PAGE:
Shrewsbury School

School song


Finding the School without a flag or a song, and being himself a fine hymn writer, Cyril Argentine Alington, (Headmaster 1908-1916), commissioned the former and wrote the latter in Latin.  The School Song is sung to the music of W.H. Moore (Master 1905-1933), with a traditional foot stamp between the repeated refrain:

Rex Edwarde, te canamus
Pium Fundatorem,
Nec, sodales, sileamus
Regiam Sororem.
Mente prosequamur grata
Regem et reginam,
Fautricemque amoena prata
Resonent Sabrinam. Floreat Salopia.

Non tacendumst hic priorum
Nobilem Cohortem,
Plenam vitam huic honorum,
Pleniorem mortem;
Illius nec nomen turpis
Obruat robigo,
Qui humanae docet stirpis
Unde sit origo. Floreat Salopia.

Ceteri dum magistrorum
Lugent breve fatum,
Fas iactare Informatorum
Hic triumviratum:
Nostra tum iubente nympha
(Rudis forte si sis)
Exardebat Cami lympha,
Exardebat Isis. Floreat Salopia.

Nimiis stipata turbis
Annis plus trecenis,
Sedem schola liquit urbis
Imparem Camenis:
Nescit studium mutari,
Quique alumnos pridem
Nominis amor praeclari
Nos exercet idem. Floreat Salopia.

Editique caro colle
Matri quam amamus
Arte, libro, remo, folle
Gloriam petamus:
Sic futuros hic per annos
Laus accumuletur
Et per ultimos Britannos
Nomen celebretur. Floreat Salopia.

(Translated by Mark Mortimer, Master 1958-1994):

To King Edward from the loyal
sons of his foundation
hymns are due, and to his royal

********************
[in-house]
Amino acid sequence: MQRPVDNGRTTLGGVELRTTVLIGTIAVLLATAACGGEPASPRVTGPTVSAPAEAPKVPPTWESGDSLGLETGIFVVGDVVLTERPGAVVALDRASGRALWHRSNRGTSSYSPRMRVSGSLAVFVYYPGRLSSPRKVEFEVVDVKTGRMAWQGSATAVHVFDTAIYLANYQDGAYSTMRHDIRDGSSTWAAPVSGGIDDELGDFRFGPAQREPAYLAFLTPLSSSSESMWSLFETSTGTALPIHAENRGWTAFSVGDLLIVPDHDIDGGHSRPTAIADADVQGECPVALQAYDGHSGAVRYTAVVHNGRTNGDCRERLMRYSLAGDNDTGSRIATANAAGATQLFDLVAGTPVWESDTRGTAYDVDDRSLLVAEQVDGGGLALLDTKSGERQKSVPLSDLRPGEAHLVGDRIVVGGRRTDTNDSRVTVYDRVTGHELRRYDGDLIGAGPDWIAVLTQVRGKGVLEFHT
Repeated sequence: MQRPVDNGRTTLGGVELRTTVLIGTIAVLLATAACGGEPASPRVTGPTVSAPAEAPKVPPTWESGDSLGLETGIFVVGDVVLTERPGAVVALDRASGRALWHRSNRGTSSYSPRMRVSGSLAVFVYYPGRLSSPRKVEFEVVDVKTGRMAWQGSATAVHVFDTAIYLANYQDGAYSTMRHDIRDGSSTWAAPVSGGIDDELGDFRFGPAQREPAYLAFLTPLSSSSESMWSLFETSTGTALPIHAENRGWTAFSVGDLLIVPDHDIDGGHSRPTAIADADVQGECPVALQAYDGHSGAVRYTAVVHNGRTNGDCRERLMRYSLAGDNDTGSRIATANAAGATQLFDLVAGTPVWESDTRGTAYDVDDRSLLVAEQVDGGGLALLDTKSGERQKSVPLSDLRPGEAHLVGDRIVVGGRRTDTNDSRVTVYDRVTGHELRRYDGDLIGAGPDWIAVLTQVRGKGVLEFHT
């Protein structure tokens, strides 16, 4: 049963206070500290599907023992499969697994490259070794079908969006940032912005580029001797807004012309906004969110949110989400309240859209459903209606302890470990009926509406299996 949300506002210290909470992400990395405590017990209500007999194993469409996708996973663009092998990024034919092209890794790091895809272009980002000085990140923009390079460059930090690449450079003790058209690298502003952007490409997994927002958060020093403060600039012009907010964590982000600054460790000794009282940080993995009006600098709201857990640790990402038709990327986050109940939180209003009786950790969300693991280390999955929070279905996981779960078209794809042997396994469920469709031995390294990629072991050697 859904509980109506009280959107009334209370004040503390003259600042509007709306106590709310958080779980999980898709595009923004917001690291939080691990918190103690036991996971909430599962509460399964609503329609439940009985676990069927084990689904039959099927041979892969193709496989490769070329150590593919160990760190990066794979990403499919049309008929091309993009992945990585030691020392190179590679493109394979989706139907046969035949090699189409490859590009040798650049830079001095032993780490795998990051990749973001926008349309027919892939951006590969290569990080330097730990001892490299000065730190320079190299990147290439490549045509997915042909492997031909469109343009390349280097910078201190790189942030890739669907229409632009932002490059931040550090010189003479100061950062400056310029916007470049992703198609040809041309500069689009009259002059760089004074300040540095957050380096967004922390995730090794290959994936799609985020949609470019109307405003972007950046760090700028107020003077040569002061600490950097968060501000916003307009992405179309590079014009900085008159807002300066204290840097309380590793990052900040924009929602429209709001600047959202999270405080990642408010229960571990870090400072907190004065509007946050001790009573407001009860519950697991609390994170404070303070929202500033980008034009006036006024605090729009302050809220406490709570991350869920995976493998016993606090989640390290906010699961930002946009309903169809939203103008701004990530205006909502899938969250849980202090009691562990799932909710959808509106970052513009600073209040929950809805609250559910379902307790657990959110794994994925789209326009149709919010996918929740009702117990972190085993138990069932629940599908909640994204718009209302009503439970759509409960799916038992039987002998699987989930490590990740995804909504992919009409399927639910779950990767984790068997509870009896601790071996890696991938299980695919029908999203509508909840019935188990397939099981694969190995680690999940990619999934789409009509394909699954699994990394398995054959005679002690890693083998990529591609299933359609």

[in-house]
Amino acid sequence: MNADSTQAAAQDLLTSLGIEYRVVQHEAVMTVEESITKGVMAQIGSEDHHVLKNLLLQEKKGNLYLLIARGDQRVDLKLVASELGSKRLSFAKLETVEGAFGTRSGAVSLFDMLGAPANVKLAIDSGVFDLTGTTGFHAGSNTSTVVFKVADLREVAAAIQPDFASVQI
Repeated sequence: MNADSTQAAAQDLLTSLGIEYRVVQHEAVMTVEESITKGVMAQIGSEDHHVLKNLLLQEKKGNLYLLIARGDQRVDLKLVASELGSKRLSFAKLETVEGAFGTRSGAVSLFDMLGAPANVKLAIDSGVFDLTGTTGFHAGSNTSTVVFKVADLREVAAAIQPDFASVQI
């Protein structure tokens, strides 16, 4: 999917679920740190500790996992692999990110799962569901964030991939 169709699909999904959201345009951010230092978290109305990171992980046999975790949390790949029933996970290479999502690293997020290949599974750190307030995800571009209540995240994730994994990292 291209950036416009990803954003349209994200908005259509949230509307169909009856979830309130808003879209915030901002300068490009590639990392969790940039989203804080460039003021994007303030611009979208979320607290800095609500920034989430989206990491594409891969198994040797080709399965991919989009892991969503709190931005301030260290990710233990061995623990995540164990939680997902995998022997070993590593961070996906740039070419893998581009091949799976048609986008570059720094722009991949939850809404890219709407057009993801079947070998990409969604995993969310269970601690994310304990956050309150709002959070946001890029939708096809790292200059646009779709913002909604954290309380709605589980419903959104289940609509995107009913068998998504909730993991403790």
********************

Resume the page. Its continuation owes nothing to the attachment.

sister salutation.
Let us, friends, acknowledge proudly
king and queen as founders,
and with Hail Sabrina! loudly
fill the fields around us.  Floreat Salopia!

Next be praise to those accorded
who were here before us,
one who crowned a life much lauded
with a death more glorious,
and another (ever splendid
his renown) who teaches
humankind from whence descended
theirs and every species.  Floreat Salopia!

Others mourn headmasters plundered
almost ere they've seen them:
we boast three who spanned a hundred
years and more between them.
In their day Salopian learning
(all must know the story)
set both Cam and Isis burning
with Sabrina's glory.  Floreat Salopia!

Scholars long by cramps vexatious
cabin'd and frustrated
from their town to fields more spacious
finally migrated.
Sites may change, but not ambition:
ours has never faltered;
and our forebears' high tradition
we remain unaltered.  Floreat Salopia!

On our hill to serve our Mother
fame through art we'll give her,
fame in learning, as we love her,
fame on field and river.
Praise on praise be hers, and never
may we fail to seek it,
praise that shall be heard wherever
British tongues can speak it.  Floreat Salopia!

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